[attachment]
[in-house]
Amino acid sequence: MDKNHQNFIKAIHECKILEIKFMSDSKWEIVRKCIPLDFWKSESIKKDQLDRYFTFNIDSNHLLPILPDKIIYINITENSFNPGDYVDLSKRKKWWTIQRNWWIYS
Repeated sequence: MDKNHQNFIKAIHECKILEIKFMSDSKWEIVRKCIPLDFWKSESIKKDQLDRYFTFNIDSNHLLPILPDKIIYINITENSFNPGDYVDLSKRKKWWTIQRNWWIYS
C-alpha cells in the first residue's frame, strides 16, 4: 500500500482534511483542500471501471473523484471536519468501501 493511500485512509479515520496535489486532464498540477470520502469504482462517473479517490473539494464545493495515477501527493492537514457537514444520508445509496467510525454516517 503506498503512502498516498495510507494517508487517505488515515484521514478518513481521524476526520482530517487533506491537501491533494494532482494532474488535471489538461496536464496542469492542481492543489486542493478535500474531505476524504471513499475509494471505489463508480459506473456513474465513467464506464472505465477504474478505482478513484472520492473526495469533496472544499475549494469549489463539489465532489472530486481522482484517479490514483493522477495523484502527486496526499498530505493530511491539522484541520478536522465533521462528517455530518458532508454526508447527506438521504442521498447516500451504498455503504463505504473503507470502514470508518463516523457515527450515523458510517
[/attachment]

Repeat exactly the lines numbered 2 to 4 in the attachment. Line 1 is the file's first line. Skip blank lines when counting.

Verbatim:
Amino acid sequence: MDKNHQNFIKAIHECKILEIKFMSDSKWEIVRKCIPLDFWKSESIKKDQLDRYFTFNIDSNHLLPILPDKIIYINITENSFNPGDYVDLSKRKKWWTIQRNWWIYS
Repeated sequence: MDKNHQNFIKAIHECKILEIKFMSDSKWEIVRKCIPLDFWKSESIKKDQLDRYFTFNIDSNHLLPILPDKIIYINITENSFNPGDYVDLSKRKKWWTIQRNWWIYS
C-alpha cells in the first residue's frame, strides 16, 4: 500500500482534511483542500471501471473523484471536519468501501 493511500485512509479515520496535489486532464498540477470520502469504482462517473479517490473539494464545493495515477501527493492537514457537514444520508445509496467510525454516517 503506498503512502498516498495510507494517508487517505488515515484521514478518513481521524476526520482530517487533506491537501491533494494532482494532474488535471489538461496536464496542469492542481492543489486542493478535500474531505476524504471513499475509494471505489463508480459506473456513474465513467464506464472505465477504474478505482478513484472520492473526495469533496472544499475549494469549489463539489465532489472530486481522482484517479490514483493522477495523484502527486496526499498530505493530511491539522484541520478536522465533521462528517455530518458532508454526508447527506438521504442521498447516500451504498455503504463505504473503507470502514470508518463516523457515527450515523458510517